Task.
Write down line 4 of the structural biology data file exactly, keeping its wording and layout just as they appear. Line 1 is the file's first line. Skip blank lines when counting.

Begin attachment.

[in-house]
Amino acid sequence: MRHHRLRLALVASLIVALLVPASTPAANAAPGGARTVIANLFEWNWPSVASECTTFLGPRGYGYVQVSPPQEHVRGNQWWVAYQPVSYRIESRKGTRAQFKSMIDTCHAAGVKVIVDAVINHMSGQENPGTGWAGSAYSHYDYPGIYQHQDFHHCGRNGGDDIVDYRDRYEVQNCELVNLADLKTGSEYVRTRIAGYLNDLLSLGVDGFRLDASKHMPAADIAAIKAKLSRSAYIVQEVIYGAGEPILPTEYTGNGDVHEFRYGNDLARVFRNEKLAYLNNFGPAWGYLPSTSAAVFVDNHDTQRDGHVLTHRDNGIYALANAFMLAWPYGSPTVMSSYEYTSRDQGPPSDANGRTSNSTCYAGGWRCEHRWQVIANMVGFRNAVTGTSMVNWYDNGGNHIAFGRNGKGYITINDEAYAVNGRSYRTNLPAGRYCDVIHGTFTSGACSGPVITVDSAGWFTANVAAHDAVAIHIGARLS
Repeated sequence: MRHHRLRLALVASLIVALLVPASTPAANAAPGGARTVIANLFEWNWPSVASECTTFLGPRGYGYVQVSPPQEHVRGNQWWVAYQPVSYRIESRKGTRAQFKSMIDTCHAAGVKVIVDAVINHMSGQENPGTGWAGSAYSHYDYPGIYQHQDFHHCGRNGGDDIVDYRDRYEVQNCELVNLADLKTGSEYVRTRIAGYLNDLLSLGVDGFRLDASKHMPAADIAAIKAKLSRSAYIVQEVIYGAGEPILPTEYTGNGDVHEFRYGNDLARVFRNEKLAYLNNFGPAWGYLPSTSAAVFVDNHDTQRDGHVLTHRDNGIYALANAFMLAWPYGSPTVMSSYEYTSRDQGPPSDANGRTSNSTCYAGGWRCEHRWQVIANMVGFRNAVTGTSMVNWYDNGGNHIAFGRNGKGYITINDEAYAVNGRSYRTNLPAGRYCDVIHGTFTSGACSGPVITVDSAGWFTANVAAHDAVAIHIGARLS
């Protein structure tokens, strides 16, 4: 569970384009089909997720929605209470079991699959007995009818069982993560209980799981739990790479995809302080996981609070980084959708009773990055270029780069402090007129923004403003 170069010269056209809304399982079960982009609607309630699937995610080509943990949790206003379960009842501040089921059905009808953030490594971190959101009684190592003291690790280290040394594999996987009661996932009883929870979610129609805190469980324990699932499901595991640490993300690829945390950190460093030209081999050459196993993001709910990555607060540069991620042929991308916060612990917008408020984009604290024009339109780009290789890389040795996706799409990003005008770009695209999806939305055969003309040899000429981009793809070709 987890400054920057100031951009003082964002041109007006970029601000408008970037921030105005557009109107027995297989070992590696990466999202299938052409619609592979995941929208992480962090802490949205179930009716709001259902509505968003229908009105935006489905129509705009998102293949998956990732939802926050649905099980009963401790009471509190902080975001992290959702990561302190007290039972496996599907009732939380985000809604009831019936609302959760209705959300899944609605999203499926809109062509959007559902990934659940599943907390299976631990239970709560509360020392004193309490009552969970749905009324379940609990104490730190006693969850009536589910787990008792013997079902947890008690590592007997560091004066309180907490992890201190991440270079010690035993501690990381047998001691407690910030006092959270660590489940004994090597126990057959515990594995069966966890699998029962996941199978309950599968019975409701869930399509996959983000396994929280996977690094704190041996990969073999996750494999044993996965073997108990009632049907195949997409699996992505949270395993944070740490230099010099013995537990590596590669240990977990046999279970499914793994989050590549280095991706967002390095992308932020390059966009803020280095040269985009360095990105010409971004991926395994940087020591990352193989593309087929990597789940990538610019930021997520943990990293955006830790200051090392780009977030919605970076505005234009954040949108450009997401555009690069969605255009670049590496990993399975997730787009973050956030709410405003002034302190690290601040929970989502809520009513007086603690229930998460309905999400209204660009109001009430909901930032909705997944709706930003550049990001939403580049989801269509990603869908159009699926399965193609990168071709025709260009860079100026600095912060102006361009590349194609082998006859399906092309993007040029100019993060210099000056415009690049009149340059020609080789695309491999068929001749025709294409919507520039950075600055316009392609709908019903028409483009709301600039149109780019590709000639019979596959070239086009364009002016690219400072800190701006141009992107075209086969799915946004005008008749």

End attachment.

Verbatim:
């Protein structure tokens, strides 16, 4: 569970384009089909997720929605209470079991699959007995009818069982993560209980799981739990790479995809302080996981609070980084959708009773990055270029780069402090007129923004403003 170069010269056209809304399982079960982009609607309630699937995610080509943990949790206003379960009842501040089921059905009808953030490594971190959101009684190592003291690790280290040394594999996987009661996932009883929870979610129609805190469980324990699932499901595991640490993300690829945390950190460093030209081999050459196993993001709910990555607060540069991620042929991308916060612990917008408020984009604290024009339109780009290789890389040795996706799409990003005008770009695209999806939305055969003309040899000429981009793809070709 987890400054920057100031951009003082964002041109007006970029601000408008970037921030105005557009109107027995297989070992590696990466999202299938052409619609592979995941929208992480962090802490949205179930009716709001259902509505968003229908009105935006489905129509705009998102293949998956990732939802926050649905099980009963401790009471509190902080975001992290959702990561302190007290039972496996599907009732939380985000809604009831019936609302959760209705959300899944609605999203499926809109062509959007559902990934659940599943907390299976631990239970709560509360020392004193309490009552969970749905009324379940609990104490730190006693969850009536589910787990008792013997079902947890008690590592007997560091004066309180907490992890201190991440270079010690035993501690990381047998001691407690910030006092959270660590489940004994090597126990057959515990594995069966966890699998029962996941199978309950599968019975409701869930399509996959983000396994929280996977690094704190041996990969073999996750494999044993996965073997108990009632049907195949997409699996992505949270395993944070740490230099010099013995537990590596590669240990977990046999279970499914793994989050590549280095991706967002390095992308932020390059966009803020280095040269985009360095990105010409971004991926395994940087020591990352193989593309087929990597789940990538610019930021997520943990990293955006830790200051090392780009977030919605970076505005234009954040949108450009997401555009690069969605255009670049590496990993399975997730787009973050956030709410405003002034302190690290601040929970989502809520009513007086603690229930998460309905999400209204660009109001009430909901930032909705997944709706930003550049990001939403580049989801269509990603869908159009699926399965193609990168071709025709260009860079100026600095912060102006361009590349194609082998006859399906092309993007040029100019993060210099000056415009690049009149340059020609080789695309491999068929001749025709294409919507520039950075600055316009392609709908019903028409483009709301600039149109780019590709000639019979596959070239086009364009002016690219400072800190701006141009992107075209086969799915946004005008008749």